’50 Shades’ trilogy based on lies, abuse

Illustration by Rachel Dugo
Illustration by Rachel Dugo

Sex, abuse and plagiarism.

That’s pretty much all the “Fifty Shades” trilogy by E.L. James is. Or that’s the basics of it since I haven’t and won’t read something as trashy and blatantly disrespectful as those books.

Now, before everyone goes to sharpen their pitchforks and light their torches, I should probably explain a little and assure everyone that I have done thorough research on this subject.

Right after the first bound pile of pages was published, many readers noticed a large similarity between “Fifty Shades of Grey” and a “Twilight” fan fiction (or a fan written version of/addition to a popular piece of media) on the website fanfiction.com. They were then outraged when it was uncovered that the writer of the fan fiction was indeed James herself, and the piece was pulled from the site by unknown sources.

As a writer, I can’t even begin to express how infuriated this makes me. When a person creates an account with FanFiction, they have to sign an agreement saying they won’t publish any version of what they post because it’s copyright infringement and plagiarism. By voiding that agreement, not only is James spitting in the face of Stephanie Meyer and “Twilight,” but also the Fanfiction community.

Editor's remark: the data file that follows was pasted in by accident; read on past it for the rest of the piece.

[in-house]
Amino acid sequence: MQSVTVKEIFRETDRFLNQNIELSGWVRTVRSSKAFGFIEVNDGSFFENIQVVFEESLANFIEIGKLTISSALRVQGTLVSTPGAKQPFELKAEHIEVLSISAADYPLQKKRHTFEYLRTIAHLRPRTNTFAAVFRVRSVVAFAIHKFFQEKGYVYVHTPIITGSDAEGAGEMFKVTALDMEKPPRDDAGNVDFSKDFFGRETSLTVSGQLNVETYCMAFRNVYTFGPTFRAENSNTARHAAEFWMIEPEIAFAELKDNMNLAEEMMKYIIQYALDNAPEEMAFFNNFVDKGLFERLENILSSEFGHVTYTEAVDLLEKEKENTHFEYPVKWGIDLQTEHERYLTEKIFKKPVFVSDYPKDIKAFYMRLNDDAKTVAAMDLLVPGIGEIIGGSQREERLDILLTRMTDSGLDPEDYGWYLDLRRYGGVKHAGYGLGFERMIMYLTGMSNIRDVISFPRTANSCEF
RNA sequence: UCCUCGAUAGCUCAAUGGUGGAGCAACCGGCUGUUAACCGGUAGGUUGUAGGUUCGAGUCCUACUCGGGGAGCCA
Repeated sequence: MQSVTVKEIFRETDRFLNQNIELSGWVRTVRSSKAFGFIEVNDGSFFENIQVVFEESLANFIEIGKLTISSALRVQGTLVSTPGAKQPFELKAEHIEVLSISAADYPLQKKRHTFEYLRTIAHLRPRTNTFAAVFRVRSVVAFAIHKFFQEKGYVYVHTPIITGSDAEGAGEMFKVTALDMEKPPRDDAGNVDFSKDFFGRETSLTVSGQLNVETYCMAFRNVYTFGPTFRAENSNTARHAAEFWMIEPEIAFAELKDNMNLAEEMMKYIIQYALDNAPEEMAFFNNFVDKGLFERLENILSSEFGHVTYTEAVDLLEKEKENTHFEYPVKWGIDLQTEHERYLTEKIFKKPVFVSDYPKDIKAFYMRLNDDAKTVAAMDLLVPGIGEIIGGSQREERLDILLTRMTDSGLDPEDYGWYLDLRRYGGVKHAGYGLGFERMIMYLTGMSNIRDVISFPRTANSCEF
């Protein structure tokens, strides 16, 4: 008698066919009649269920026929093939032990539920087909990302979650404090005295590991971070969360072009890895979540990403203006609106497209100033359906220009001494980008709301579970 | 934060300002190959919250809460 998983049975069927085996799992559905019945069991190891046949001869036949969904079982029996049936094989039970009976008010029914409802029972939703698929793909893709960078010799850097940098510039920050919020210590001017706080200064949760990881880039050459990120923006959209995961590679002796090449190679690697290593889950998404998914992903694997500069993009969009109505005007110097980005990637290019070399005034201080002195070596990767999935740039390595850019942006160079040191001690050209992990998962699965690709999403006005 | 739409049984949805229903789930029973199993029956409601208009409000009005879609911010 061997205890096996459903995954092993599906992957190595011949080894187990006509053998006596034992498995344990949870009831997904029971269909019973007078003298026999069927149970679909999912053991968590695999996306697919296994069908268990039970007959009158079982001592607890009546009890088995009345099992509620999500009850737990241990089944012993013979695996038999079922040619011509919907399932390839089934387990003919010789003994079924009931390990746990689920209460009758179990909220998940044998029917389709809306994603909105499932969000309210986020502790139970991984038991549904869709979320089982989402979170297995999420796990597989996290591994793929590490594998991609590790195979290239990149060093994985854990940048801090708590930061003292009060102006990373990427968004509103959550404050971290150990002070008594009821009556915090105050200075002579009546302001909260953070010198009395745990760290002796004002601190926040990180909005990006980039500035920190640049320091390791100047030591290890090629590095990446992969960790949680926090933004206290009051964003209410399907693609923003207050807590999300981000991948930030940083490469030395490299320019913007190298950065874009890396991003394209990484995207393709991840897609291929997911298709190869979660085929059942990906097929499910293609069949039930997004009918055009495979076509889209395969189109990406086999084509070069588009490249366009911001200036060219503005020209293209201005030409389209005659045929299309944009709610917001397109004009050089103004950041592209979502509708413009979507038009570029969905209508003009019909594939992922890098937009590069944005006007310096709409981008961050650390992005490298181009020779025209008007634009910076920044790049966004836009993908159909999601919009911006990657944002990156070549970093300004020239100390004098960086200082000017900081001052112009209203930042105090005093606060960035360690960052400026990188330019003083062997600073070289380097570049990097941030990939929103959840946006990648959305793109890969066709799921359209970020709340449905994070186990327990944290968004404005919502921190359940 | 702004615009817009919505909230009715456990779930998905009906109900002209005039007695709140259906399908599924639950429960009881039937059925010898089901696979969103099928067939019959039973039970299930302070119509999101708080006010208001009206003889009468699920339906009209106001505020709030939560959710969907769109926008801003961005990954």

Since Meyer obviously doesn’t care that her ideas were ripped off, why should anyone else?

Well, there’s been a recent study released by the Journal of Women’s Health that uncovers an unsettling correlation between women who read the novels and their personal relationships. Out of 655 women enrolled in a Midwestern university, the 219 women who read the books were reported to have had more abusive romantic relationships and were more likely to go binge drinking and use diet aids. The study also found that women who had had eating disorders in the past might have those habits reaffirmed after reading the books.

As the movie adaptation of the first story prepares for its release in February, I would like to issue a word of caution. This so-called piece of literature features very dangerous behaviors from both of the main characters. Wildcats, please keep in mind that this “novel” is a complete work of poorly researched fan fiction that glorifies abusive emotional relationships and wrongly practiced sexual fetishes, so don’t let it influence your decisions in life and love.

Remember, fiction may be fake, but this story has very real consequences.

Megan Mann can be reached at [email protected] or @meganisthemann on Twitter.